Maturity Models for Travel Programs

Ever since working at AT Kearney, I’ve liked the concept of maturity models.  You might know them by the term “Stages of Excellence”, or some other label.  Done well, they are good at helping you quickly get a feel for where your company stacks up against others.

Here are two maturity models for travel programs that you might like:

Travel Program Maturity Model This is the easier model, as it covers only seven key dimensions of a travel program, such as Travel Policy, Form of Booking, Form of Payment, etc. It offers checkpoints for three stages: Early, Average and Mature. I presented this framework last month in Sao Paulo at the LACCTE conference.

Way back in 2002 I developed a much more rigorous framework for evaluating a travel program. The scoring tool is in Excel – it’s a self-evaluation that results in clear scores across 14 dimensions.  You may want the Powerpoint file that describes the framework:  Stages of Travel Excellence Intro

Stages of Travel Mgmt Excellence Scoring Tool – use this excel model to score your program.

And while these benchmark results are  nearly ten years old, I think they are still useful.  They are based on about 70 companies who submitted their scores.  My old team at Travel Analytics analyzed them and I presented these findings in Munich at an ACTE conference. See for yourself in this report:

Stages of Travel Mgmt Excellence in 2003

If you know of other maturity models related to travel, please mention them in a comment below.  I’m pretty sure there are ones for meetings (SMMP?) and for traveler security. Perhaps there are others for areas such as self-booking, or payments?

(Updated on 3/18/2011) Thanks to Bruce McIndoe at iJet for this excellent Travel Risk Management Maturity Model.  Courtesy of GBTA and iJet, you can see how your program compares to others here.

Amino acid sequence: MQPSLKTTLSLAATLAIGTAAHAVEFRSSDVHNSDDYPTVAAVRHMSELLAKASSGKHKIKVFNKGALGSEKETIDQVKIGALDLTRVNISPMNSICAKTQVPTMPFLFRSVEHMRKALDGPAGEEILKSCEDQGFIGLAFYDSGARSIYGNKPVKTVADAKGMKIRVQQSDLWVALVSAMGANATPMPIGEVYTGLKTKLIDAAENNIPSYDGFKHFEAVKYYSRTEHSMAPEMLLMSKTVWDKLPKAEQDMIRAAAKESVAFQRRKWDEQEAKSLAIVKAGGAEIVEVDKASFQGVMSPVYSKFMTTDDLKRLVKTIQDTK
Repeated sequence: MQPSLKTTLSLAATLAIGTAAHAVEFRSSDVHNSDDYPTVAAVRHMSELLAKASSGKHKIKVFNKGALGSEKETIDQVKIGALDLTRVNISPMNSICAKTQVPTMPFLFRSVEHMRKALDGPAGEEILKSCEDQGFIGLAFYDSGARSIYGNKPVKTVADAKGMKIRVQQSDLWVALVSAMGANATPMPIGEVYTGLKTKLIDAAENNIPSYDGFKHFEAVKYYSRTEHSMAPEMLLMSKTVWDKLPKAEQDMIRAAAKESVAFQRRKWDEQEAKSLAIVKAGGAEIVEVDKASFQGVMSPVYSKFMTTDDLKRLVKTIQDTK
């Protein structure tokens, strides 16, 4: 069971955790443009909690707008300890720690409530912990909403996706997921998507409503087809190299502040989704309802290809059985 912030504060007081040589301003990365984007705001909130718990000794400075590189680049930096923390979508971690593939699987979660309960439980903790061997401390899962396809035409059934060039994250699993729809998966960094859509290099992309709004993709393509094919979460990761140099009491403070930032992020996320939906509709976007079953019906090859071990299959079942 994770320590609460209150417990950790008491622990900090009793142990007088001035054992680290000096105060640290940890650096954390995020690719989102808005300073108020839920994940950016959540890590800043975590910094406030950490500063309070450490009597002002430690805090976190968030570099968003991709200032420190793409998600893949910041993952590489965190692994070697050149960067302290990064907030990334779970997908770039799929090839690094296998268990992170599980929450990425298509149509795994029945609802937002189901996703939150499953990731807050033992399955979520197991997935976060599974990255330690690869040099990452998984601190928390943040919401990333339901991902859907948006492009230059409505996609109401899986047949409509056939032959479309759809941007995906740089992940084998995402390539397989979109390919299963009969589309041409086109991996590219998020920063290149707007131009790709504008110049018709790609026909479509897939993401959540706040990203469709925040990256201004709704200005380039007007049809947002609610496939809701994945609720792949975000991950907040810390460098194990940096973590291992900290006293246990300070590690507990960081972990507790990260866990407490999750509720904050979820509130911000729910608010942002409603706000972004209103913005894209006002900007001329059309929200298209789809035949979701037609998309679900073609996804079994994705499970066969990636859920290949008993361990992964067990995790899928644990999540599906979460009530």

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6 Responses to Maturity Models for Travel Programs

  1. Charles says:

    I’ve been looking for a TP Maturity Model for some time, although dated, this is the first version I’ve come across. Would love to see a more current version if anyone has one.
    Charles

  2. Hi Scott, Even though maturity models have been around for decades I still see them as a great tool to approach an area in a structured fashion rather than being incident driven.

    Advito uses a travel program maturity model for their comprehensive program diagnostic and their benchmarking service “eValuation”. They just recently created a simple self-assessment tool version of it for the UK travel and meetings management association ITM. The tool is available for free download on the itm website (until April even for non members).

  3. Debra Reid says:

    Scott, with globalization and consolidation of companies, do you predict a cycle for travel programs? Once a program reaches the mature stage but the company continues to add new divisions, acquire new companies and through attrition of key players, do you see programs circling back to the earlier stages in your model?
    Thanks. Excellent presentation.
    Regards,
    Debra Reid
    Air France

    • Scott Gillespie says:

      I think that global programs will get good at integrating the far-flung parts of their travel program. Gone (hopefully) are the days when a US-based global travel manager expects to “globalize” his/her LatAm or MEA travel stakeholders by expecting a quick conversion to regional call centers, online booking tools and a single global credit card – all within six months. Ha!

      Instead, the globally aware travel managers will have access to really good, practical advice and lessons learned from peers who have broken those trails.

      The result will be a steady and less bumpy road of continual progress toward globally mature travel programs…so no backsliding, rather just different rates of acceleration toward the mature levels.

  4. Pingback: 8 Travel Programs Blogs

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